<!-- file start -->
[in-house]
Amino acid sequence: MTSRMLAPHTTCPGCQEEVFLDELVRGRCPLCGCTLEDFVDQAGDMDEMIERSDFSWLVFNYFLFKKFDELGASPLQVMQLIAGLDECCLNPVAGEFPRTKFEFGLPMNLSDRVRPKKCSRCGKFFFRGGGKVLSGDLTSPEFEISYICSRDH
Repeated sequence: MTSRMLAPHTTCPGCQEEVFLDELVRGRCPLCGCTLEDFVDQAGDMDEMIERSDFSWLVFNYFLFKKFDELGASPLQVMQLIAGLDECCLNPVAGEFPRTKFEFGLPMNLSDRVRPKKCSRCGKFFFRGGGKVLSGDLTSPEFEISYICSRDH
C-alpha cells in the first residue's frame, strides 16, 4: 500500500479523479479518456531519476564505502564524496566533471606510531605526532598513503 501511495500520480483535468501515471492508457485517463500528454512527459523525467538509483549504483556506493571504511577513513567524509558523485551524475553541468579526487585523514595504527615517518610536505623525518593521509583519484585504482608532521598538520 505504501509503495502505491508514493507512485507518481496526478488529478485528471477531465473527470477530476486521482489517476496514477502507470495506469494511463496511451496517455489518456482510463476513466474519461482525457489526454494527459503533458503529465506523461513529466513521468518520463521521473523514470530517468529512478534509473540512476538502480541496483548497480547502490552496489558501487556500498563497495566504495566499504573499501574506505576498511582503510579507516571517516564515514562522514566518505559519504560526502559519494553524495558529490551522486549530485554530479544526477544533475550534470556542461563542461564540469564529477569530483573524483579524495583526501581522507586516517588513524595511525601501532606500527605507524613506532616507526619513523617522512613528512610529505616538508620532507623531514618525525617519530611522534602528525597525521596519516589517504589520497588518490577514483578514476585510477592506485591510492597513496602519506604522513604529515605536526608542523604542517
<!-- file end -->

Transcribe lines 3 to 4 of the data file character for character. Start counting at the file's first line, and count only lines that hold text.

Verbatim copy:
Repeated sequence: MTSRMLAPHTTCPGCQEEVFLDELVRGRCPLCGCTLEDFVDQAGDMDEMIERSDFSWLVFNYFLFKKFDELGASPLQVMQLIAGLDECCLNPVAGEFPRTKFEFGLPMNLSDRVRPKKCSRCGKFFFRGGGKVLSGDLTSPEFEISYICSRDH
C-alpha cells in the first residue's frame, strides 16, 4: 500500500479523479479518456531519476564505502564524496566533471606510531605526532598513503 501511495500520480483535468501515471492508457485517463500528454512527459523525467538509483549504483556506493571504511577513513567524509558523485551524475553541468579526487585523514595504527615517518610536505623525518593521509583519484585504482608532521598538520 505504501509503495502505491508514493507512485507518481496526478488529478485528471477531465473527470477530476486521482489517476496514477502507470495506469494511463496511451496517455489518456482510463476513466474519461482525457489526454494527459503533458503529465506523461513529466513521468518520463521521473523514470530517468529512478534509473540512476538502480541496483548497480547502490552496489558501487556500498563497495566504495566499504573499501574506505576498511582503510579507516571517516564515514562522514566518505559519504560526502559519494553524495558529490551522486549530485554530479544526477544533475550534470556542461563542461564540469564529477569530483573524483579524495583526501581522507586516517588513524595511525601501532606500527605507524613506532616507526619513523617522512613528512610529505616538508620532507623531514618525525617519530611522534602528525597525521596519516589517504589520497588518490577514483578514476585510477592506485591510492597513496602519506604522513604529515605536526608542523604542517